The Flemish parliament approved on Wednesday evening family-allowance reforms scheduled to enter into effect in 2019 in Flanders. The majority coalition, comprising the New Flemish Alliance (N-VA) the Christian Democratic and Flemish (CD&V) party and Open-Vld, voted in favour. The opposition Groen (Ecologist) Party and Socialistische Partij-Anders (Sp-a, Socialist Party-Differently) voted against, while Vlaams Belang abstained.
Currently, the size of a family’s allowance depends on the number and ages of children in the household. Families receive 92 euros a month for the first child, 170 euros for the second, and so on. The allowances are also higher for older children. However, this system will change come 1 January 2019. From then on, Flanders will offer households a fixed rate of 160 euros per month for each child, plus additional allowances for needy families and education grants.
The opposition Socialists and Ecologists feel the Government should have used the global annual budget of 3 billion dollars earmarked for these allowances to fight child poverty more effectively. The ruling coalition, on the other hand, feels that the new system will help reduce the risk of people sinking into poverty.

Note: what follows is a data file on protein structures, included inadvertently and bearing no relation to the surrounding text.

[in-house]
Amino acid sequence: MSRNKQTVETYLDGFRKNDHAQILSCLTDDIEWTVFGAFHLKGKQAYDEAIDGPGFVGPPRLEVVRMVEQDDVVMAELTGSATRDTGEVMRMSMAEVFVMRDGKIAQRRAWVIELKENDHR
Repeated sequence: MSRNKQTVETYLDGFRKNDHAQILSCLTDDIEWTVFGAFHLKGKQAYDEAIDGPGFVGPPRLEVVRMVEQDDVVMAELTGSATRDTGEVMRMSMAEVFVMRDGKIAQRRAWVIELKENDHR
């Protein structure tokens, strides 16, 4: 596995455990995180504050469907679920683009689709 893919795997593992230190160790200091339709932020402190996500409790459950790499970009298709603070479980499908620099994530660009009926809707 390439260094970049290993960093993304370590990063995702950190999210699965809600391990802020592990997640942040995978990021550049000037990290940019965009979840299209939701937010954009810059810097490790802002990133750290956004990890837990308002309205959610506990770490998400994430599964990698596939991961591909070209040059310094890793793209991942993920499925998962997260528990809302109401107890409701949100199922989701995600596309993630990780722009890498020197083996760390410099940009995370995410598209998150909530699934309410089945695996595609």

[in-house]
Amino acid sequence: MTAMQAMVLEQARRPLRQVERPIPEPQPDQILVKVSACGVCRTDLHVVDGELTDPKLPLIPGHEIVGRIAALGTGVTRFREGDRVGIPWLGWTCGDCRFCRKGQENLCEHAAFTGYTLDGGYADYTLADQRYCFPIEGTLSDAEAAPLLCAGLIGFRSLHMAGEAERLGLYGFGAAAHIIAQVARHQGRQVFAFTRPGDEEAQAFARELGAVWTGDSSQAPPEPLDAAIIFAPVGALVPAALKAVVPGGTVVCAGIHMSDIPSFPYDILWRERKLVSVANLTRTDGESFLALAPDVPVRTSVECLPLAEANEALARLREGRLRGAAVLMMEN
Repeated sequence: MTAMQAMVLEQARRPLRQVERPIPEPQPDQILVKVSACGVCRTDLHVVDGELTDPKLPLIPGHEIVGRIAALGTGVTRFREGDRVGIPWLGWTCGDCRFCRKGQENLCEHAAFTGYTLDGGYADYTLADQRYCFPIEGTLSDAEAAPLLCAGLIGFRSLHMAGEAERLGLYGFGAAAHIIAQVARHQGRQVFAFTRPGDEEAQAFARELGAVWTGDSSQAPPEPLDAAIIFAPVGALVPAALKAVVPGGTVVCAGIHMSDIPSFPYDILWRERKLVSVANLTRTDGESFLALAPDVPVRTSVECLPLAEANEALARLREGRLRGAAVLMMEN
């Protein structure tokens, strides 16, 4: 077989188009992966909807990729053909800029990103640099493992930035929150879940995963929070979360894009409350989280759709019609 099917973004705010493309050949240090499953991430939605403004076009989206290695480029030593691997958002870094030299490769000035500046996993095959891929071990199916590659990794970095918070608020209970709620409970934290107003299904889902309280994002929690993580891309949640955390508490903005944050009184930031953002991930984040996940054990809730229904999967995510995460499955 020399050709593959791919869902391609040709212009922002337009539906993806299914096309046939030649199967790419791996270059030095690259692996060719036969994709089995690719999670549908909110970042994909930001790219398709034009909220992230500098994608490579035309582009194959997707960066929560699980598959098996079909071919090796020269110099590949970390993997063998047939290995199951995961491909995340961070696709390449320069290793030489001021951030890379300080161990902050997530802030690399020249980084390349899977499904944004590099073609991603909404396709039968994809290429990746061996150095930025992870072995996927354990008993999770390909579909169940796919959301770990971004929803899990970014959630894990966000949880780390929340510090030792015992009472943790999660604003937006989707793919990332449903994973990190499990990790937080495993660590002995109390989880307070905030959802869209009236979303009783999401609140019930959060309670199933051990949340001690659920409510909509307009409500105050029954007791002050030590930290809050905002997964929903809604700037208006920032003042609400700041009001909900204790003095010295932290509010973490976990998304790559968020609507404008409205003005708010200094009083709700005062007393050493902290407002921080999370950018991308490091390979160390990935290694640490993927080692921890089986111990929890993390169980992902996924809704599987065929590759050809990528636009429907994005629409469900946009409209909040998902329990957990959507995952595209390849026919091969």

Structurally, Flanders will have, from next year, a public operator and four private institutions in charge of ensuring fast, accurate payment of allowances.
The latest state reform has transferred responsibility for family allowances to the regions. The new system takes effect in Brussels and Wallonia in 2020.
Wallonia’s parliament was the first, in February last, to approve the new system of payment, licensing of private disbursement agencies and organizing of public funds.
Wallonia plans to introduce a flat rate of 155 euros for children up to 18 years old and 165 euros for those above the age of 18, plus additional allowances depending on two income ceilings: 55 euros per child for households earning less than 30,000 euros per year, and 25 euros for those grossing 30,000 to 50,000 euros annually.
Other additional allowances are planned for large families, households with a disabled parent, children with disabilities, orphaned children etc.
In Brussels, the partners in the majority coalition agreed before the Easter vacation on a system that will take effect in 2020. Unlike the other two regions, Brussels will switch all children to the proposed new system of allowances. The base rate will be 150 euros, a little less than in Flanders and Wallonia, but the additional social and age-related allowances will be larger and more varied. A stand-still arrangement will be built in to make sure no beneficiary ends up worse off that he or she currently is.